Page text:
Downtown Dover-Foxcroft and the Piscataquis River, pictured Friday. Credit: Valerie Royzman / BDN

DOVER-FOXCROFT, Maine — Dover-Foxcroft is gearing up to study and plan improvements to its downtown, with an emphasis on pedestrian safety and reducing traffic congestion.

Town leaders have been working with the Maine Department of Transportation on addressing time-sensitive feasibility studies and locally initiated planning outside MaineDOT’s annual work cycle, according to the agency’s website.

On Monday night, the Dover-Foxcroft Select Board considered a scope of services draft. The board voted unanimously to contract with MaineDOT, though one member was absent.

The study is a promising step for Piscataquis County’s largest town which is home to more than 4,400 people and like other rural communities has struggled with development due to limited funds and resources. It means ideas outlined in a revitalization plan from 2003 that never fully came to fruition may happen, and the future improvements are meant to align with the town’s economic goals.

“What this is going to do is look at all the initiatives we’ve worked on, really, over the past 20 years in terms of improving the downtown area for traffic, sidewalks, crosswalks, pedestrians,” Town Manager Jack Clukey said at Monday’s meeting, noting the town asked that the project include Essex Street, where MaineDOT already plans to replace the Dover Bridge.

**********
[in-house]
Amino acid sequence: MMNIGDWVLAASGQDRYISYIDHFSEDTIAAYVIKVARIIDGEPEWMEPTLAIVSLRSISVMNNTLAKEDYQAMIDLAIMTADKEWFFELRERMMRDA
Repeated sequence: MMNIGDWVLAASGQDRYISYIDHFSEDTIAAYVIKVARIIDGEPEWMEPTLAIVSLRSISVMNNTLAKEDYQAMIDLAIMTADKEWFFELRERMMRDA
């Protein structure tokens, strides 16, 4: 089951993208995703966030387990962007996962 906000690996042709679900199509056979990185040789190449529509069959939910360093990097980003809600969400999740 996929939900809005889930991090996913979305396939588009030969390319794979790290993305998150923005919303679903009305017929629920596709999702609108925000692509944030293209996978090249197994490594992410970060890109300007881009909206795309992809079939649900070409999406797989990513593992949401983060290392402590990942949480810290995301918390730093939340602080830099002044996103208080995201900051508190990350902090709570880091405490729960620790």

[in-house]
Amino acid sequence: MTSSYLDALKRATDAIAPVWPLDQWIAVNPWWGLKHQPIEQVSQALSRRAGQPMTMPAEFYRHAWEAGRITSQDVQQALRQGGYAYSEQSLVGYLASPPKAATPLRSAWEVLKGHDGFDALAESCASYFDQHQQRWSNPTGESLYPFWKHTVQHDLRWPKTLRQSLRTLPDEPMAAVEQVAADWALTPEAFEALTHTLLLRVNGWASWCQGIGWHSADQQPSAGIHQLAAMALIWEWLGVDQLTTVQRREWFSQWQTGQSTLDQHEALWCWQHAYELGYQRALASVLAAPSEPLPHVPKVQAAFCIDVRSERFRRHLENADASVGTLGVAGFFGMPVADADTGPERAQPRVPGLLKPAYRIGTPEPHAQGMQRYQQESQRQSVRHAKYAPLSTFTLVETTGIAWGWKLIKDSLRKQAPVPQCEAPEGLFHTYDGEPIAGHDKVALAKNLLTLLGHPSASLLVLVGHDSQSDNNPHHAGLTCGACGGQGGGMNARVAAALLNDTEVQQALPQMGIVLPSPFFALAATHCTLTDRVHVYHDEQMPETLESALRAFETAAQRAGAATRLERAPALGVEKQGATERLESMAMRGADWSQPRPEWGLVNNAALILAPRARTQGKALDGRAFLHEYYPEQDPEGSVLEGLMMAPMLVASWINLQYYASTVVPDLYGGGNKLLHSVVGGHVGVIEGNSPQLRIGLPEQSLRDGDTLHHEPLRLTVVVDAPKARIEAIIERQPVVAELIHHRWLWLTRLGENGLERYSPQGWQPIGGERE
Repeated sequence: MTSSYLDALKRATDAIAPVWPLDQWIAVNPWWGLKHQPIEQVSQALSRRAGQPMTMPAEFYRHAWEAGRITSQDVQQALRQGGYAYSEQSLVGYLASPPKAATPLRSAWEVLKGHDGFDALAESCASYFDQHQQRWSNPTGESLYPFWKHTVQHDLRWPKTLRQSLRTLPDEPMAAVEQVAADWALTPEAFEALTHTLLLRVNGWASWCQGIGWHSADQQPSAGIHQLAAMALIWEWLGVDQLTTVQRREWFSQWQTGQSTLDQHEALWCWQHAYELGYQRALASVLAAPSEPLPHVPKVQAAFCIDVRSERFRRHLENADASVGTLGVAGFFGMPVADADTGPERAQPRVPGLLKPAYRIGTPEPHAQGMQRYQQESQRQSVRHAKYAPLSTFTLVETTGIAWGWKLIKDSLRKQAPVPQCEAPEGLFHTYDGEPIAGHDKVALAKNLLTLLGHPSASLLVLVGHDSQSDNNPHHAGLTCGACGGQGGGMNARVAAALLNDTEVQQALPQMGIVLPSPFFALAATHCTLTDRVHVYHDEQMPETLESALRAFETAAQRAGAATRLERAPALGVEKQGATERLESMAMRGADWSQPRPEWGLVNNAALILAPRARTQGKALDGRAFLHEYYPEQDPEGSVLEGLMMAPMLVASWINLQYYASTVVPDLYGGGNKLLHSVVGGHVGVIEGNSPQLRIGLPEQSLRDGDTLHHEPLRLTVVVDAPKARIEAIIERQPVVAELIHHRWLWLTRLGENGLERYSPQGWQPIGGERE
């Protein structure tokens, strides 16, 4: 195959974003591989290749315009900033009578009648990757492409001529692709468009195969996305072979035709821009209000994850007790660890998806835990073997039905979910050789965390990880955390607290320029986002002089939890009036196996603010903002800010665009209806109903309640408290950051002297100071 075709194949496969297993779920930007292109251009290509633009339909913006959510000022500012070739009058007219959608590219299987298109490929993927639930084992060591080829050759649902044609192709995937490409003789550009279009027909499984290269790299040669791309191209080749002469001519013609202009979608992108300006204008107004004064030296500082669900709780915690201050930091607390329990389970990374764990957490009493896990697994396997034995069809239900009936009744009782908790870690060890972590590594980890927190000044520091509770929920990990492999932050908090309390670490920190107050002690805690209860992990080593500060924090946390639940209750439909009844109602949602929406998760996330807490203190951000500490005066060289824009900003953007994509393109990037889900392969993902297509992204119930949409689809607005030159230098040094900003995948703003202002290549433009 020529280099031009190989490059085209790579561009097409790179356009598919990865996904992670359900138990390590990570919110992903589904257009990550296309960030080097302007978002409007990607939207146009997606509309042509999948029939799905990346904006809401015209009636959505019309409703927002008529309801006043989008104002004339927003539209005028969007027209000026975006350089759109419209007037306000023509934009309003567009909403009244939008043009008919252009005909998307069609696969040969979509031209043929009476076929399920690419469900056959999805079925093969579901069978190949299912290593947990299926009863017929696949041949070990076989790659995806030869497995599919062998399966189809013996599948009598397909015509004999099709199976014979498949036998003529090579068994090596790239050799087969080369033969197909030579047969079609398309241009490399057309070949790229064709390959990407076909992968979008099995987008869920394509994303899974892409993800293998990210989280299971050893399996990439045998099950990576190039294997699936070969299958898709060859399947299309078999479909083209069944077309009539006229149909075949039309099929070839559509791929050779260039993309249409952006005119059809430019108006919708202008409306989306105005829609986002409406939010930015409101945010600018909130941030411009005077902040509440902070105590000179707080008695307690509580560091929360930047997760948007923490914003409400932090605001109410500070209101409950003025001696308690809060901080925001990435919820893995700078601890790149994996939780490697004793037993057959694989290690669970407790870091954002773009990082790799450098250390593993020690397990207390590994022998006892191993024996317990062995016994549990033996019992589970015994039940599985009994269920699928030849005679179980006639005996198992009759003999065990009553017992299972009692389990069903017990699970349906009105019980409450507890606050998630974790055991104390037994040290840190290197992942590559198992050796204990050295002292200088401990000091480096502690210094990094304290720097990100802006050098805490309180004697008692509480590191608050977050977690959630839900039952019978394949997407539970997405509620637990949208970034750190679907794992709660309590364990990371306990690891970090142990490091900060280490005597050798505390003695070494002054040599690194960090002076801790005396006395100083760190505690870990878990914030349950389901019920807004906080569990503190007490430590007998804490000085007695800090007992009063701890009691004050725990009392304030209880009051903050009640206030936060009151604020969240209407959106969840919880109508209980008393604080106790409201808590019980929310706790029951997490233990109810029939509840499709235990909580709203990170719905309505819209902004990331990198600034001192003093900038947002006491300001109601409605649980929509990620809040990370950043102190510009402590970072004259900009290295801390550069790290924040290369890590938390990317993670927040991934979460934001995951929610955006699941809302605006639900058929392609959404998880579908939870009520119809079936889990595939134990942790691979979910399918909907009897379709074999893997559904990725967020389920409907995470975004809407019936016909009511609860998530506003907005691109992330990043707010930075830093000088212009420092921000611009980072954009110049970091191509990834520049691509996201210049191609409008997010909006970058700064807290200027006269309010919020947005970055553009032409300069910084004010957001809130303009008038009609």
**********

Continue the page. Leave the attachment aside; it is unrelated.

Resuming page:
Now is an opportune time for the town to get involved because federal funding is available, particularly for rural towns, he said.

The study’s primary focus is to improve active transportation connectivity, along with pedestrian crossings and streetscape enhancements, according to a document detailing the scope of the project. Most of the focus areas mention wayfinding and improving sidewalks, which includes making sure they are accessible to those with disabilities.

Another component is bettering access to local seaplanes and water-based transportation.

Townspeople should not expect comprehensive traffic modeling or intersection analysis with this study, and any changes related to parking would be minimal, according to the document.

It outlines nine priorities for the study, which include reviewing the 2020 Dover-Foxcroft Urban Area Study and 2003 downtown master plan, along with updating cost estimates for both. Those involved will reevaluate the Monument Square intersection, the intersection of Summer and North streets near the post office and South Street for future highway treatment to account for reconstruction, pedestrian safety changes and utilities and drainage.

The study will also analyze active transportation in the study area, work on the Route 7 entrance into town, conduct a limited parking analysis, and finally, coordinate with organizations handling the Mayo Mill dam project.

The partnership includes assessing future traffic volume and providing a 2045 forecast based on data and development or land use changes underway.

A Complete Streets grant through the U.S. Department of Transportation will cover some of the town’s share of the project cost, but Dover-Foxcroft will need to provide a match of 20 percent, according to information on the meeting agenda.

Clukey did not provide a project timeline. Once a kick-off meeting with town officials and MaineDOT occurs, it takes about nine months to draft a plan, then from three to four years before improvements happen, according to a regional transportation planner who presented to community leaders in September.

MaineDOT will offer the public multiple chances to provide feedback on the project, Select Board member Thomas Lizotte said.